Following the launch of its Alphasat I-4A F4 satellite on July 25, UK-based satellite operator, Inmarsat, said that the satellite had achieved the “major milestone” of deploying its wing-like solar arrays, allowing it to draw power from the sun.
The new satellite, which will provide additional L-band mobile satellite communications capacity over Europe, the Middle East and Africa, reached geosynchronous orbit on Friday, Inmarsat said.
The four-panel solar array, which spans almost 40 metres (131 feet), will generate more than 12kW of power.
Alphasat has been under the remote control of Inmarsat’s Mission Operations Team in Toulouse, France, since the first telemetry signal was acquired at the Inmarsat ground station in Beijing, just 20 minutes after the launch by Ariane 5 from French Guiana on 25 July.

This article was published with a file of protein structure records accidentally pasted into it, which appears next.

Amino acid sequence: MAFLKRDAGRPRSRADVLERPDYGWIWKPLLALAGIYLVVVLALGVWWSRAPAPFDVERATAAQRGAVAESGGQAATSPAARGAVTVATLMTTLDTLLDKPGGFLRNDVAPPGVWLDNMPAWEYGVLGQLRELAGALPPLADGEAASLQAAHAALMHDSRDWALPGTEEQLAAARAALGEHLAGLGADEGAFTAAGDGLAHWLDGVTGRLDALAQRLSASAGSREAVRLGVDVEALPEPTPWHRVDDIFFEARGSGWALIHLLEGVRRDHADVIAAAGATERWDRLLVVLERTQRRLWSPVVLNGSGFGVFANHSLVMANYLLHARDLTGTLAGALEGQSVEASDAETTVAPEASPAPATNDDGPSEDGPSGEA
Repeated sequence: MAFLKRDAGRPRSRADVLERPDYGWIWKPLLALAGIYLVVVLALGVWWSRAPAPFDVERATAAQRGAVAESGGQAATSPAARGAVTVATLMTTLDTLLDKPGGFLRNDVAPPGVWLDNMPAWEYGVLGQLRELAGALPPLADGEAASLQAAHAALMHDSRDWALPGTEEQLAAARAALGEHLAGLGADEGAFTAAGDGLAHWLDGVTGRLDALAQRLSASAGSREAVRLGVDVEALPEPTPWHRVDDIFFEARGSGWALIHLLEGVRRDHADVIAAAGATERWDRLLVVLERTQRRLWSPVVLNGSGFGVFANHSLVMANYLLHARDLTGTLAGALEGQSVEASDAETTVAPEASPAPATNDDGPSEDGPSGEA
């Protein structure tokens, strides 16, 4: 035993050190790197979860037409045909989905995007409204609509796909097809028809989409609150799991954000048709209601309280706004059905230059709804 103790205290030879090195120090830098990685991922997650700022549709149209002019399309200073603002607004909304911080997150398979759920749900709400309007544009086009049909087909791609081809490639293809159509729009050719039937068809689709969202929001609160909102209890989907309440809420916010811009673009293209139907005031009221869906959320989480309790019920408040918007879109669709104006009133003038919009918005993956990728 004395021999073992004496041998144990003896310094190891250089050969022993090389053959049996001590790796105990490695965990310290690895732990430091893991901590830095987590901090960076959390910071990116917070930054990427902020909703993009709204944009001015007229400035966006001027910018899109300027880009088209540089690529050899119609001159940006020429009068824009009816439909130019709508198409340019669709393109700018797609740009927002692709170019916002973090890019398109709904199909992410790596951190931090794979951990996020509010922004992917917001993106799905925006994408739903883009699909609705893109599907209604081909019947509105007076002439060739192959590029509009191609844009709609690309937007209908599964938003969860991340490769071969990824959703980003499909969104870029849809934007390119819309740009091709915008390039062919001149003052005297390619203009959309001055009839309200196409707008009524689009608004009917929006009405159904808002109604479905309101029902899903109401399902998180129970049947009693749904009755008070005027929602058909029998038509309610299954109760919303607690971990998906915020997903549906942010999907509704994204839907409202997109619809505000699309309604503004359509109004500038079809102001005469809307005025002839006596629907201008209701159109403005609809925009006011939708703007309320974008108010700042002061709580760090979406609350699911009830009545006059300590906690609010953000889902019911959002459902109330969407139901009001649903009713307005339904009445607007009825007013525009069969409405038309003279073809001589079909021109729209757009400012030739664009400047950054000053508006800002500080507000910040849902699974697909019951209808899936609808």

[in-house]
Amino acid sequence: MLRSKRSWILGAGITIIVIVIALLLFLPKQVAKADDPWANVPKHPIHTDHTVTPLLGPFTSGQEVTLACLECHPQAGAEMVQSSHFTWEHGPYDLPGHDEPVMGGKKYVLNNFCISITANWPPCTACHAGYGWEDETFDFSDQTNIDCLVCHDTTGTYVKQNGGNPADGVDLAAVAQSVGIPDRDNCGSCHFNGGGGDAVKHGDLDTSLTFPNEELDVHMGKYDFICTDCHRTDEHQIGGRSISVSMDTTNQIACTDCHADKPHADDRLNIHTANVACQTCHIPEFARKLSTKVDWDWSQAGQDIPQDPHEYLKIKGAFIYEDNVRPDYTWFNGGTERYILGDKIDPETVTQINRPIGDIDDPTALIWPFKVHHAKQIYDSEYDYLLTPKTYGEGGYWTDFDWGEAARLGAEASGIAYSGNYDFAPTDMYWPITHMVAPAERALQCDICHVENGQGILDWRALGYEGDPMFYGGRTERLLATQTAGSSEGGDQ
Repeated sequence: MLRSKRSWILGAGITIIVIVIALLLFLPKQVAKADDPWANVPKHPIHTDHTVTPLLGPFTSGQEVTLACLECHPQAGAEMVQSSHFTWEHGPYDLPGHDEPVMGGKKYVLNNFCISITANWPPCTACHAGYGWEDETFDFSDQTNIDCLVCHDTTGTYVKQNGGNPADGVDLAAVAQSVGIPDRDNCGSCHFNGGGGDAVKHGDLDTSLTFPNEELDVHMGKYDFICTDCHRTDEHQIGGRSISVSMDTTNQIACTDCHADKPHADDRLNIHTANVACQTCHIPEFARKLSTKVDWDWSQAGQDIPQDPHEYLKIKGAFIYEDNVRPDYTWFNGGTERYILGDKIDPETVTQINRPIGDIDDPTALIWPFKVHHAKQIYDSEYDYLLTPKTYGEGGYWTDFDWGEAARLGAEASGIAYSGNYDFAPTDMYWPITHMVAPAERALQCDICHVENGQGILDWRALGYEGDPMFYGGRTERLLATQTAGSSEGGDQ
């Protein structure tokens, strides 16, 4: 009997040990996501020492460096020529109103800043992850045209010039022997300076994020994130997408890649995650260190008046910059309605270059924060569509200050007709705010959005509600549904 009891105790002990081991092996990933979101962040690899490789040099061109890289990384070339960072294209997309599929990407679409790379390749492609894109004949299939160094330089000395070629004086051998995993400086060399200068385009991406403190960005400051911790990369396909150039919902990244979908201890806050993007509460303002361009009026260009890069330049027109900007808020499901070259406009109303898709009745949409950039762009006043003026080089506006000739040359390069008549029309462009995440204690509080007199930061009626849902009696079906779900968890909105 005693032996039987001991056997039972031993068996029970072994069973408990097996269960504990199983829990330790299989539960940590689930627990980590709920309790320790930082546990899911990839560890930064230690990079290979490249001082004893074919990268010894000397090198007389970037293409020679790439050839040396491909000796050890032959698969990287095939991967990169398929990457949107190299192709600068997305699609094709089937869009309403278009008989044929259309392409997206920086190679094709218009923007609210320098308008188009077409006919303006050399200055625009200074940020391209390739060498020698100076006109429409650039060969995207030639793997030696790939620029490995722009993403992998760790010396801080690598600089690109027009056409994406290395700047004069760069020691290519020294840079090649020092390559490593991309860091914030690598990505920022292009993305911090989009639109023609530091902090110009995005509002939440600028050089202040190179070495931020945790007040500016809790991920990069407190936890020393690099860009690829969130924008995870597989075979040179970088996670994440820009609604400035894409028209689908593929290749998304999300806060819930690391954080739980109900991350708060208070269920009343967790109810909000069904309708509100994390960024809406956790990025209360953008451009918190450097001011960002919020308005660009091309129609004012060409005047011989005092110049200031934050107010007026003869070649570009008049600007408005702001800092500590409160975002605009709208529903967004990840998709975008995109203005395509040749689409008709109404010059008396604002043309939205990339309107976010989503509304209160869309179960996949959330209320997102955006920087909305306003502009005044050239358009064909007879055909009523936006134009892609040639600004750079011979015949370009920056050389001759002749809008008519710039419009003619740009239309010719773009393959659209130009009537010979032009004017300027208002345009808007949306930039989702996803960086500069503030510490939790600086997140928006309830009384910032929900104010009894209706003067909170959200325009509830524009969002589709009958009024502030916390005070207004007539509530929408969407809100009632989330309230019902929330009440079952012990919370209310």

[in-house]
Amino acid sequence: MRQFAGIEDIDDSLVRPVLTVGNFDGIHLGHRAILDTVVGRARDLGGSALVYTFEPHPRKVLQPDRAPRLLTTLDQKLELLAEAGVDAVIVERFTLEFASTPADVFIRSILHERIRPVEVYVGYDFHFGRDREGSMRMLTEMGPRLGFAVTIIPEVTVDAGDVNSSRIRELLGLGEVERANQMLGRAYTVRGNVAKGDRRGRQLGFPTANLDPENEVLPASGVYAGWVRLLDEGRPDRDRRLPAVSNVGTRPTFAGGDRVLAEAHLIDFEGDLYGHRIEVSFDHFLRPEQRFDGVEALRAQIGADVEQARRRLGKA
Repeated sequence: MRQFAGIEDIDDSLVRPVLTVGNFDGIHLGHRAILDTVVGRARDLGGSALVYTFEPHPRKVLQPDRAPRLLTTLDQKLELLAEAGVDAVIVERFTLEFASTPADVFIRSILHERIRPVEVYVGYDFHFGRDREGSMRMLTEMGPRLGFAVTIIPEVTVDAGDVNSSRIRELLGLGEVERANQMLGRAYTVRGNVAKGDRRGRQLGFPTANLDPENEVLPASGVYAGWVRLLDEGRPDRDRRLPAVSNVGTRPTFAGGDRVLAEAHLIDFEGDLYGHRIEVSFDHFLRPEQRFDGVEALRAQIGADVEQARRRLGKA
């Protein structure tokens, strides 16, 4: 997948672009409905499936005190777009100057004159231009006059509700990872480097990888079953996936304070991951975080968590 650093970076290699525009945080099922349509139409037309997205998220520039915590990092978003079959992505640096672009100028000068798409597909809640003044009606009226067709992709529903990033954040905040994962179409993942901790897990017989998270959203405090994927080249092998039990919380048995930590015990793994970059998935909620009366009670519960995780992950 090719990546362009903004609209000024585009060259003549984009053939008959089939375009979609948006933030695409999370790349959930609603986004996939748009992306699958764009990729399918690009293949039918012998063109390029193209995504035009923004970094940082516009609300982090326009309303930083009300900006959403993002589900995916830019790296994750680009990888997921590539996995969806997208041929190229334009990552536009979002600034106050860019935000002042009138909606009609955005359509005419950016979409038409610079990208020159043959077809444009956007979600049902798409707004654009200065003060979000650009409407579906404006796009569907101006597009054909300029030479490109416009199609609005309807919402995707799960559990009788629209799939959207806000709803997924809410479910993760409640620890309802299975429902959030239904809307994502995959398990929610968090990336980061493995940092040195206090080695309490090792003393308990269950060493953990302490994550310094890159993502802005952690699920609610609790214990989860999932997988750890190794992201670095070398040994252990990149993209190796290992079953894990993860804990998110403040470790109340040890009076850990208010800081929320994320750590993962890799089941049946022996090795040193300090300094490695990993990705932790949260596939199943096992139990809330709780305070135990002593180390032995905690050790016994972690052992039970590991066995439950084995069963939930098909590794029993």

The critical task of boosting the satellite into geosynchronous orbit required firing the spacecraft’s powerful liquid apogee engine four times, with each burn using the equivalent of 60 tanks of car fuel.
Alphasat joins Inmarsat’s I-4 satellite fleet, which has been powering global broadband connectivity for government and commercial customers in the L-band since 2009.
“Alphasat will strengthen our existing I-4 satellite constellation, providing coverage over Europe, the Middle East and Africa,” said Rupert Pearce, CEO of Inmarsat.
“The launch demonstrates Inmarsat’s long-term commitment to L-band services, and marks a significant milestone in the evolution of our flagship satellite fleet, bringing new capabilities both in terms of performance and resource availability,” he added.